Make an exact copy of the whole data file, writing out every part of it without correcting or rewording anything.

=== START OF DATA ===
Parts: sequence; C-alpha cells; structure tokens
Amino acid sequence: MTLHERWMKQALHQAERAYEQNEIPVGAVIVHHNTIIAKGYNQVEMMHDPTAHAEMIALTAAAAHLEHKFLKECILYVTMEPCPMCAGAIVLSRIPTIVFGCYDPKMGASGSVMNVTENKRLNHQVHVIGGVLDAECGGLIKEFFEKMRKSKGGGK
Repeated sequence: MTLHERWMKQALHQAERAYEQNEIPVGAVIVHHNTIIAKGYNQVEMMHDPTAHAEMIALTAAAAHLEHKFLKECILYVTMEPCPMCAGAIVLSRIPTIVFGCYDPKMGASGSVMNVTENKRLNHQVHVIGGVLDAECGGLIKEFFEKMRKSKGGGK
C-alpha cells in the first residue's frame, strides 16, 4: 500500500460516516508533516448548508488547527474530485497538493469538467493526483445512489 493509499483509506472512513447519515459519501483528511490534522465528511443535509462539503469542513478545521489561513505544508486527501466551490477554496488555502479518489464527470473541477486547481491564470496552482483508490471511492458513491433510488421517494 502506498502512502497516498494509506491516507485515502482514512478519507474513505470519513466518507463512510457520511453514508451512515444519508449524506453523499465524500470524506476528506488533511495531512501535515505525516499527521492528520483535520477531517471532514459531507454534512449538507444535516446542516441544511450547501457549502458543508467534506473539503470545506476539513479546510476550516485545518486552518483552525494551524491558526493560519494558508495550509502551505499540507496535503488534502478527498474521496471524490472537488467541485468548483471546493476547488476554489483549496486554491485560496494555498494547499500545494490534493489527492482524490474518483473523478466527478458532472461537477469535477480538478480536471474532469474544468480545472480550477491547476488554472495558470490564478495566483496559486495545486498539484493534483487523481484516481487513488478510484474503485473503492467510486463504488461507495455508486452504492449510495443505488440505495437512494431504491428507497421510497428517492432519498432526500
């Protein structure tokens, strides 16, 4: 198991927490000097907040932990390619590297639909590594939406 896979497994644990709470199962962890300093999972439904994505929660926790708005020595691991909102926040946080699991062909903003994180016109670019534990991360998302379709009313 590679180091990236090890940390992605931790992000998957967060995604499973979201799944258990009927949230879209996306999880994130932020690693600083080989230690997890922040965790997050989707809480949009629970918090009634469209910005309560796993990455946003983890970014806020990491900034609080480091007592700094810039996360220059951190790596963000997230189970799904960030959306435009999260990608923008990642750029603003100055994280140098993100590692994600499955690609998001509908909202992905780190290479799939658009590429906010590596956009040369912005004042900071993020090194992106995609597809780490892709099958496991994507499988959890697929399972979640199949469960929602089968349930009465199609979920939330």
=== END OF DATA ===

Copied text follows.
Parts: sequence; C-alpha cells; structure tokens
Amino acid sequence: MTLHERWMKQALHQAERAYEQNEIPVGAVIVHHNTIIAKGYNQVEMMHDPTAHAEMIALTAAAAHLEHKFLKECILYVTMEPCPMCAGAIVLSRIPTIVFGCYDPKMGASGSVMNVTENKRLNHQVHVIGGVLDAECGGLIKEFFEKMRKSKGGGK
Repeated sequence: MTLHERWMKQALHQAERAYEQNEIPVGAVIVHHNTIIAKGYNQVEMMHDPTAHAEMIALTAAAAHLEHKFLKECILYVTMEPCPMCAGAIVLSRIPTIVFGCYDPKMGASGSVMNVTENKRLNHQVHVIGGVLDAECGGLIKEFFEKMRKSKGGGK
C-alpha cells in the first residue's frame, strides 16, 4: 500500500460516516508533516448548508488547527474530485497538493469538467493526483445512489 493509499483509506472512513447519515459519501483528511490534522465528511443535509462539503469542513478545521489561513505544508486527501466551490477554496488555502479518489464527470473541477486547481491564470496552482483508490471511492458513491433510488421517494 502506498502512502497516498494509506491516507485515502482514512478519507474513505470519513466518507463512510457520511453514508451512515444519508449524506453523499465524500470524506476528506488533511495531512501535515505525516499527521492528520483535520477531517471532514459531507454534512449538507444535516446542516441544511450547501457549502458543508467534506473539503470545506476539513479546510476550516485545518486552518483552525494551524491558526493560519494558508495550509502551505499540507496535503488534502478527498474521496471524490472537488467541485468548483471546493476547488476554489483549496486554491485560496494555498494547499500545494490534493489527492482524490474518483473523478466527478458532472461537477469535477480538478480536471474532469474544468480545472480550477491547476488554472495558470490564478495566483496559486495545486498539484493534483487523481484516481487513488478510484474503485473503492467510486463504488461507495455508486452504492449510495443505488440505495437512494431504491428507497421510497428517492432519498432526500
């Protein structure tokens, strides 16, 4: 198991927490000097907040932990390619590297639909590594939406 896979497994644990709470199962962890300093999972439904994505929660926790708005020595691991909102926040946080699991062909903003994180016109670019534990991360998302379709009313 590679180091990236090890940390992605931790992000998957967060995604499973979201799944258990009927949230879209996306999880994130932020690693600083080989230690997890922040965790997050989707809480949009629970918090009634469209910005309560796993990455946003983890970014806020990491900034609080480091007592700094810039996360220059951190790596963000997230189970799904960030959306435009999260990608923008990642750029603003100055994280140098993100590692994600499955690609998001509908909202992905780190290479799939658009590429906010590596956009040369912005004042900071993020090194992106995609597809780490892709099958496991994507499988959890697929399972979640199949469960929602089968349930009465199609979920939330």